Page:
View attachment 22354Although our chicken coop is nothing fancy, it was built from materials we had laying around plus the price of a new box of screws. Again, it serves its purpose just as well as a more expensive coop would. The chickens are safe from predators and have somewhere out of the elements to roost for the night. They don’t care if their home cost $500 or none at all. I still haven’t painted the coop yet. Maybe one day I’ll find that spare moment I’m always seeking out.




View attachment 22355How about the herb bed I created out of an old industrial fan box and reclaimed handmade bricks? I still love how this turned out. Each year it’s prettier and prettier as it fills out and overflows with flowers and herbs.




View attachment 22356And then there’s the simple pallet fence we made to keep the deer from eating our fruit trees.


These are just a few examples of how we’ve been able to build our homestead with very little money.

Being resourceful also means you keep an eye out for things that other people are throwing away which you might be able to use. On a frugal homestead you will likely find piles of what look like junk here and there, but when you look at these materials from a homesteader’s point of view, they are treasures just waiting to find their purpose on the homestead.



View attachment 22357Sometimes you get lucky and find some really useful stuff that people are just giving away. Like this rabbit cage we found for free on Craigslist. This is one of three that we got, actually. Although we didn’t have rabbits when we scooped up these cages, we knew we could use it for chickens now and maybe rabbits down the road. It’s good to always be thinking ahead.




View attachment 22358We were also able to put a much needed walkway to our front door with some extra pavers my dad had leftover from a project. I haven’t had a chance to write about it yet, but here’s a photo I took during the progress. It might not be completely level, and it might be a little off-center with the fence (oops), however it saved us over $1000 to do it ourselves (I couldn’t believe the quotes I got for a contractor to do it for us!). Although we had zero experience laying a sidewalk, after watching a few YouTube videos and reading a handful of tutorials we gained enough confidence to try to tackle it ourselves.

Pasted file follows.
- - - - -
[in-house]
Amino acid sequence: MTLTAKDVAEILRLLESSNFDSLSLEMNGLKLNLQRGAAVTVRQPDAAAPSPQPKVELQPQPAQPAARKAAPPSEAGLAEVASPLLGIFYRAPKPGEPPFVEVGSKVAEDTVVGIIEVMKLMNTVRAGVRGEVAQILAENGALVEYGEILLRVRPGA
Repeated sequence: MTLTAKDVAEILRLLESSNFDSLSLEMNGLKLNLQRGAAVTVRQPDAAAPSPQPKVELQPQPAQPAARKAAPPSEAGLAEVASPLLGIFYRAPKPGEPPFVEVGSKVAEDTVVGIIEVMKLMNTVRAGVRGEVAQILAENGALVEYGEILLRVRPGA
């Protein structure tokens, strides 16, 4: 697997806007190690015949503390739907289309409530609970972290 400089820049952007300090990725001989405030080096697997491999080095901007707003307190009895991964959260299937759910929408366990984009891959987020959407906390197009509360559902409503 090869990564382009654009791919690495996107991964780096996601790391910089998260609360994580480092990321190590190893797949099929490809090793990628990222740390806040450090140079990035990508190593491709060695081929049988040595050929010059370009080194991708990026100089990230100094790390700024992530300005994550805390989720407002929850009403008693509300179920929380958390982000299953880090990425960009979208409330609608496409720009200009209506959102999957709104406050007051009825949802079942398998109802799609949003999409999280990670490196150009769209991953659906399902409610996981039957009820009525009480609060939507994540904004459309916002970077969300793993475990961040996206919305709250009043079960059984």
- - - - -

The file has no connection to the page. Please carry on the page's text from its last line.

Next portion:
I’m glad we did. It may not be perfect, but it keeps the mud off our boots. And it didn’t cost a small fortune, thanks to my dad for the free pavers.

It doesn’t hurt to let other people know what your needs are. If there’s something you’re looking for, ask around! “Hey, you don’t happen to know anyone with some old windows laying around, do you?” You never know when somebody has exactly what you need and would be more than happy to get it out of their way.

You know, resourcefulness really goes hand in hand with another important trait…

Creativity
Sometimes you’ve gotta get really creative to make what you have available to you work to your advantage. It’s like that saying…

“Necessity breeds ingenuity.”


It really is true. When push comes to shove, you get creative.

We’ve had to get creative a lot here on our homestead. Sometimes it was just a temporary fix, but whatever we came up with always worked well enough for its purpose until something better came along.



View attachment 22359Sometimes creativity comes just for fun. Like the time I really wanted some decorative garden markers to help me keep track of where I planted things. Up until then I’d been cutting strips off a set of broken mini-blinds and making garden markers with them by writing names of plants on each strip with a Sharpie. But these were lost in the dirt over time and the words faded from sun exposure. I wanted something easy to see and longer-lasting.


Instead of buying generic garden markers from the hardware store, or paying a pretty penny to order cuter ones online, I decided to make my own! I scrounged up a box of old tiles I had picked up for free somewhere years earlier, I pulled out an old box of acrylic paints I had laying around, and I had a little fun creating something unique and useful.

Sometimes creativity is necessary for more important situations, such as trying to finance a project or pay for an unexpected circumstance. Think of some creative ways to use what you have to make a little money, and put your skills to use.

Creativity is thinking outside of the box. If you can combine that with resourcefulness, you’ll find that you can accomplish a whole lot with very little.

Determination
Homesteading isn’t easy. Homesteading when you’re flat broke can seem impossible. And it will be, unless you have determination.

I’m telling you, it can be extremely discouraging at times to look around at all of the half-started projects just waiting for the right materials or enough time or even perhaps a helping hand to come along so they can be completed.

The projects never end. Neither do the setbacks. The goats will get loose and eat every one of your young fruit trees and berry bushes to the ground. Your toddler will let the chickens loose and before you realize they’re out they’ve scratched up all 200 tomato seedlings you’ve spent months raising from seed and had just put in the ground. Disease will plague your grapevines. An early frost will wipe out your entire garden. Worms will ruin your raspberry harvest. Predators will kill your livestock.

It goes on, and on, and on.

This lifestyle can be costly, especially when starting from scratch with zero experience. Money will be lost. Time will be wasted. And hard work will have to be repeated.

Homesteading can often feel like you’re taking three steps forward and two steps back. But the important thing is that you keep moving forward! You must be determined to succeed at this thing called simple living. I promise, it does get easier with time, for with experience you make fewer and fewer mistakes and progress comes in leaps and bounds.